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Commems Collection: 1900 Lafayette Memorial

 
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 Posted 05/21/2012  8:33 pm Show Profile   Bookmark this topic Add commems to your friends list Get a Link to this Message
Tonight we shine the spotlight on the only silver dollar among the 50 types of classic US silver commemoratives, the 1900 Lafayette Memorial. The coin is represented by an example in PCGS MS-63.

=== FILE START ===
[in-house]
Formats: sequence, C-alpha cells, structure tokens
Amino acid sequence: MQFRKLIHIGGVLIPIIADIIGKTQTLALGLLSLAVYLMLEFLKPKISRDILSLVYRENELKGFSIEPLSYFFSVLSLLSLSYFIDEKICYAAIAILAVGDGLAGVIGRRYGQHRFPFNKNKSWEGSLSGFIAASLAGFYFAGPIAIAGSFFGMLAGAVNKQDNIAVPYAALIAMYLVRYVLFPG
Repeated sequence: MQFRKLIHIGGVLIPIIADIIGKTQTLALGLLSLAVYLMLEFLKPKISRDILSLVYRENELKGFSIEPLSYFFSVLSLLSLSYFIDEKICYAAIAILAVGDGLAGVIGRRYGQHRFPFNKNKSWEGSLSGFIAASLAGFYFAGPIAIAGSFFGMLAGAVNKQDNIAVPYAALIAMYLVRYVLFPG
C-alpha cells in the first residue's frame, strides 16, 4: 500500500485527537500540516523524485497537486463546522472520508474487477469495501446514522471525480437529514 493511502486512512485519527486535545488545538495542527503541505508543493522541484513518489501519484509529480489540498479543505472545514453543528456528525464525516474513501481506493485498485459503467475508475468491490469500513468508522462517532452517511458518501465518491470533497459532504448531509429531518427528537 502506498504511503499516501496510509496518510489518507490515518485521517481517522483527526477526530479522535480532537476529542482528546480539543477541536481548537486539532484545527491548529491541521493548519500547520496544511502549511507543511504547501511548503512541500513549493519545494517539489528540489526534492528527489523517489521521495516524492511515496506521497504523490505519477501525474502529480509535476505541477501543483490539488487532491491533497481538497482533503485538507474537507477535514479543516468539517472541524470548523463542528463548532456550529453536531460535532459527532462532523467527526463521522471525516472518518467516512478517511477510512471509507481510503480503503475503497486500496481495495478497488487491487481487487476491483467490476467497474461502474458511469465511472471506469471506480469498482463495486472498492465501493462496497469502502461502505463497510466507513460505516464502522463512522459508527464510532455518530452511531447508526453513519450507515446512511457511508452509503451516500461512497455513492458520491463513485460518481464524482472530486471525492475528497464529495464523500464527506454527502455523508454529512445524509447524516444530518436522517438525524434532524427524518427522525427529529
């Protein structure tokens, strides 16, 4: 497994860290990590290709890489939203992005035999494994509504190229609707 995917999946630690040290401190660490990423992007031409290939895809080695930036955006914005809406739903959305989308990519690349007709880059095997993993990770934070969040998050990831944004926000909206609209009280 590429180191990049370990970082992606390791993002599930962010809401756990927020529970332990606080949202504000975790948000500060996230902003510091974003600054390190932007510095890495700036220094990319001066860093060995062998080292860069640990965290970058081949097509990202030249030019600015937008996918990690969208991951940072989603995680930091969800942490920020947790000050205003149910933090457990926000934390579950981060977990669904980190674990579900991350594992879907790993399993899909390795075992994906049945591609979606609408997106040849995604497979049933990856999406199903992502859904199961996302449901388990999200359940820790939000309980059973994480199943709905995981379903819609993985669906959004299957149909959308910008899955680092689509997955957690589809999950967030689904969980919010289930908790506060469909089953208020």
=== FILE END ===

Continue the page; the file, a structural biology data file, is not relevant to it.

There is no doubt that Frenchman Marie Joseph Paul Yves Roch Gilbert du Motier, Marquis de Lafayette was one of the key figures in the American Revolution. A captain in the French army, Lafayette sympathized with the Americans in their fight for independence from Britain and decided to help their cause by offering his services directly to the US Congress. His offer was accepted and, with the assistance of Benjamin Franklin, he was commissioned as a Major General in the Continental Army. He was part of General George Washington's inner circle, providing invaluable military insights for Washington's use while making battle plans, and also directly fought in multiple battles, including Brandywine, Monmouth and Yorktown (the battle that brought about British Lieutenant General Cornwallis' surrender and ultimately the end of the American Revolution). In addition to his military leadership in support of the Americans, he also lobbied for the American cause in France to help ensure much needed financial support. To this day, Lafayette is rightfully accorded "hero status" in the annals of American history.